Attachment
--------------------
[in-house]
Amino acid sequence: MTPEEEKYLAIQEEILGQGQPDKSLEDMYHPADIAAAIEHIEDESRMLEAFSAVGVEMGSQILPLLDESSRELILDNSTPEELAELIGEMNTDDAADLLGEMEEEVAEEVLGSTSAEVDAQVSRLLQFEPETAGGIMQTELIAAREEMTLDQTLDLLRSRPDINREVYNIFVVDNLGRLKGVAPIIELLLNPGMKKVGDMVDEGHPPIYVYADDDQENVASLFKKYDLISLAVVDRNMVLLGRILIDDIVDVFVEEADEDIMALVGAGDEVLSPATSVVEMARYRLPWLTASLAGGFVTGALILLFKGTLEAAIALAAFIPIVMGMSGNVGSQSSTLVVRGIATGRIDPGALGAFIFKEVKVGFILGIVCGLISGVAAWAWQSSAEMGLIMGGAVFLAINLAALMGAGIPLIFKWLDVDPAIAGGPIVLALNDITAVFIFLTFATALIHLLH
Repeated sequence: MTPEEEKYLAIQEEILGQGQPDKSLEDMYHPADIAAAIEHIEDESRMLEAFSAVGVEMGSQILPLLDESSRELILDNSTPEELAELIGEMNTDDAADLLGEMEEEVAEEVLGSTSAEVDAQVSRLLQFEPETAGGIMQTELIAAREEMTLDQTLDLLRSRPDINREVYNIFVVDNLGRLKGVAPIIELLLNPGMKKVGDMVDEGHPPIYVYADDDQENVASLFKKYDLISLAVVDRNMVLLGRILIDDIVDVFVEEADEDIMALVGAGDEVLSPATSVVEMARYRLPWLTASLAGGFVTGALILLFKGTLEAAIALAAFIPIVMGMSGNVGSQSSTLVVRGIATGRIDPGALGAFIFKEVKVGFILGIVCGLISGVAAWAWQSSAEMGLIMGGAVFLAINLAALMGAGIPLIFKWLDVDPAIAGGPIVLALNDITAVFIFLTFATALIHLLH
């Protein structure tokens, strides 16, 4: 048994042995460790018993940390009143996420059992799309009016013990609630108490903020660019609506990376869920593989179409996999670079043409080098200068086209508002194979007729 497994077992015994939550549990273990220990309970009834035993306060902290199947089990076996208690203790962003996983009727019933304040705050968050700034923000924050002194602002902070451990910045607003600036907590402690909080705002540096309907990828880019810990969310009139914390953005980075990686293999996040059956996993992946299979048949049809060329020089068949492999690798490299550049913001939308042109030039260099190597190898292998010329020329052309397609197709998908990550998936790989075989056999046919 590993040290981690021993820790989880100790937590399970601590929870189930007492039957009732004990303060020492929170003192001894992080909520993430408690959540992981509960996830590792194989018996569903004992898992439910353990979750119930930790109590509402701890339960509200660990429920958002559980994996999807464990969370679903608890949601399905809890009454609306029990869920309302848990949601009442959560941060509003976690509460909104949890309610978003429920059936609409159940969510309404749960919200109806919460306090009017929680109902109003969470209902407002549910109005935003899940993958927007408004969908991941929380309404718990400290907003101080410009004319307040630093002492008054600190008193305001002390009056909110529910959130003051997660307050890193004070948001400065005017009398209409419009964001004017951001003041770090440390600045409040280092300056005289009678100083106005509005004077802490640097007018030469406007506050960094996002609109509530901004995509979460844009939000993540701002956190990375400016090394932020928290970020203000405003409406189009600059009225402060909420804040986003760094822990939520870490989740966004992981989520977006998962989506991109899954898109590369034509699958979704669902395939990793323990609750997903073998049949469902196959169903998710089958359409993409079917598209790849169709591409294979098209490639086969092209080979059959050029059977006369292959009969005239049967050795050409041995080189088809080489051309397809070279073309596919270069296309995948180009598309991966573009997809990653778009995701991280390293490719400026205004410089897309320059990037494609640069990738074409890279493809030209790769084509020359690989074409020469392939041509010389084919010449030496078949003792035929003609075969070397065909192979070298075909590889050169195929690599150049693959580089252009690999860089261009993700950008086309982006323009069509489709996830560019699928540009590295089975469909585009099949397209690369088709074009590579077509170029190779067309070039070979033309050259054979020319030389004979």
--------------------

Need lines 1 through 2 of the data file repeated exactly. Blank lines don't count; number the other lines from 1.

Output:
[in-house]
Amino acid sequence: MTPEEEKYLAIQEEILGQGQPDKSLEDMYHPADIAAAIEHIEDESRMLEAFSAVGVEMGSQILPLLDESSRELILDNSTPEELAELIGEMNTDDAADLLGEMEEEVAEEVLGSTSAEVDAQVSRLLQFEPETAGGIMQTELIAAREEMTLDQTLDLLRSRPDINREVYNIFVVDNLGRLKGVAPIIELLLNPGMKKVGDMVDEGHPPIYVYADDDQENVASLFKKYDLISLAVVDRNMVLLGRILIDDIVDVFVEEADEDIMALVGAGDEVLSPATSVVEMARYRLPWLTASLAGGFVTGALILLFKGTLEAAIALAAFIPIVMGMSGNVGSQSSTLVVRGIATGRIDPGALGAFIFKEVKVGFILGIVCGLISGVAAWAWQSSAEMGLIMGGAVFLAINLAALMGAGIPLIFKWLDVDPAIAGGPIVLALNDITAVFIFLTFATALIHLLH